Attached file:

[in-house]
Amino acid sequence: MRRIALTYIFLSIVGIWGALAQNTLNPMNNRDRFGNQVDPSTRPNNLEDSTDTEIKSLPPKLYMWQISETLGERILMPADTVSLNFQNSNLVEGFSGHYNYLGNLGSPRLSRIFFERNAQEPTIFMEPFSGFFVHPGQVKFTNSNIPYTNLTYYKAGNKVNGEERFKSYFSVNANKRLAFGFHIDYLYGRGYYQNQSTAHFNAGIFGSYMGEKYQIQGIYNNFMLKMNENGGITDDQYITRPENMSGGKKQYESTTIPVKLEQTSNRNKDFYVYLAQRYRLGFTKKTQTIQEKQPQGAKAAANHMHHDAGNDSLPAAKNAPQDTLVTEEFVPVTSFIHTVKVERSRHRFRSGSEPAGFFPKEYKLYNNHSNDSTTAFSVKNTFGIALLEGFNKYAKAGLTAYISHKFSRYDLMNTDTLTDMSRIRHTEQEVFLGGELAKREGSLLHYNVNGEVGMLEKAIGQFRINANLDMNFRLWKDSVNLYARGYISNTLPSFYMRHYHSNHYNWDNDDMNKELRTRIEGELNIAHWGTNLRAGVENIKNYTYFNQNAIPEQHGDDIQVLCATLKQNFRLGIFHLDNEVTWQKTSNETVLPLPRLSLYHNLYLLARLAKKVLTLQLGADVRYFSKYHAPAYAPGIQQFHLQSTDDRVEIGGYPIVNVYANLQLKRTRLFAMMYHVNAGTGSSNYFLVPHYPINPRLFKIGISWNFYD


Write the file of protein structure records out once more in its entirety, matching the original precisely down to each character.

[in-house]
Amino acid sequence: MRRIALTYIFLSIVGIWGALAQNTLNPMNNRDRFGNQVDPSTRPNNLEDSTDTEIKSLPPKLYMWQISETLGERILMPADTVSLNFQNSNLVEGFSGHYNYLGNLGSPRLSRIFFERNAQEPTIFMEPFSGFFVHPGQVKFTNSNIPYTNLTYYKAGNKVNGEERFKSYFSVNANKRLAFGFHIDYLYGRGYYQNQSTAHFNAGIFGSYMGEKYQIQGIYNNFMLKMNENGGITDDQYITRPENMSGGKKQYESTTIPVKLEQTSNRNKDFYVYLAQRYRLGFTKKTQTIQEKQPQGAKAAANHMHHDAGNDSLPAAKNAPQDTLVTEEFVPVTSFIHTVKVERSRHRFRSGSEPAGFFPKEYKLYNNHSNDSTTAFSVKNTFGIALLEGFNKYAKAGLTAYISHKFSRYDLMNTDTLTDMSRIRHTEQEVFLGGELAKREGSLLHYNVNGEVGMLEKAIGQFRINANLDMNFRLWKDSVNLYARGYISNTLPSFYMRHYHSNHYNWDNDDMNKELRTRIEGELNIAHWGTNLRAGVENIKNYTYFNQNAIPEQHGDDIQVLCATLKQNFRLGIFHLDNEVTWQKTSNETVLPLPRLSLYHNLYLLARLAKKVLTLQLGADVRYFSKYHAPAYAPGIQQFHLQSTDDRVEIGGYPIVNVYANLQLKRTRLFAMMYHVNAGTGSSNYFLVPHYPINPRLFKIGISWNFYD